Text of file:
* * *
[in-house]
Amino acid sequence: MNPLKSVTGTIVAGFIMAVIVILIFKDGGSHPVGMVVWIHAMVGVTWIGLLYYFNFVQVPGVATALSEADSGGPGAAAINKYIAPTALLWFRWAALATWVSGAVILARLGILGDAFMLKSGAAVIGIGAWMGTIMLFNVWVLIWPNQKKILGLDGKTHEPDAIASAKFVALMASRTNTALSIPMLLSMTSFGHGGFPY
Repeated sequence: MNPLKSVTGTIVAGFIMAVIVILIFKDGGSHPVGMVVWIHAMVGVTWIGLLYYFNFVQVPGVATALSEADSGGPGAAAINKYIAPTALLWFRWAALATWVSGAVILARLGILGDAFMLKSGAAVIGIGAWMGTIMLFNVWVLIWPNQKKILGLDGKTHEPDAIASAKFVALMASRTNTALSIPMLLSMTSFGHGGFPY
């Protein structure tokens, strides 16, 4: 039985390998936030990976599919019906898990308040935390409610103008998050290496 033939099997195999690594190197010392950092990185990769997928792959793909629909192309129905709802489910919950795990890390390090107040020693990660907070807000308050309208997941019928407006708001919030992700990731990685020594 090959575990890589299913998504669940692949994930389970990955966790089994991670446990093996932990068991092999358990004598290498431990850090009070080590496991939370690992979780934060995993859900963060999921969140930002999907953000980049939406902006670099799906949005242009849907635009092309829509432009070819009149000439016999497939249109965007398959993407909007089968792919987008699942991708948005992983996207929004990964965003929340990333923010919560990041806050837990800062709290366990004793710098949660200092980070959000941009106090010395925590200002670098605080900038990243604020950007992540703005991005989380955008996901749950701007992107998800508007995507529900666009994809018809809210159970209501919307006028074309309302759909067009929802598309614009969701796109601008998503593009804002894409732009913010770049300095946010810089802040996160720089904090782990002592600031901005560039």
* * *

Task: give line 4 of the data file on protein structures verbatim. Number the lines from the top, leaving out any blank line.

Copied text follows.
């Protein structure tokens, strides 16, 4: 039985390998936030990976599919019906898990308040935390409610103008998050290496 033939099997195999690594190197010392950092990185990769997928792959793909629909192309129905709802489910919950795990890390390090107040020693990660907070807000308050309208997941019928407006708001919030992700990731990685020594 090959575990890589299913998504669940692949994930389970990955966790089994991670446990093996932990068991092999358990004598290498431990850090009070080590496991939370690992979780934060995993859900963060999921969140930002999907953000980049939406902006670099799906949005242009849907635009092309829509432009070819009149000439016999497939249109965007398959993407909007089968792919987008699942991708948005992983996207929004990964965003929340990333923010919560990041806050837990800062709290366990004793710098949660200092980070959000941009106090010395925590200002670098605080900038990243604020950007992540703005991005989380955008996901749950701007992107998800508007995507529900666009994809018809809210159970209501919307006028074309309302759909067009929802598309614009969701796109601008998503593009804002894409732009913010770049300095946010810089802040996160720089904090782990002592600031901005560039």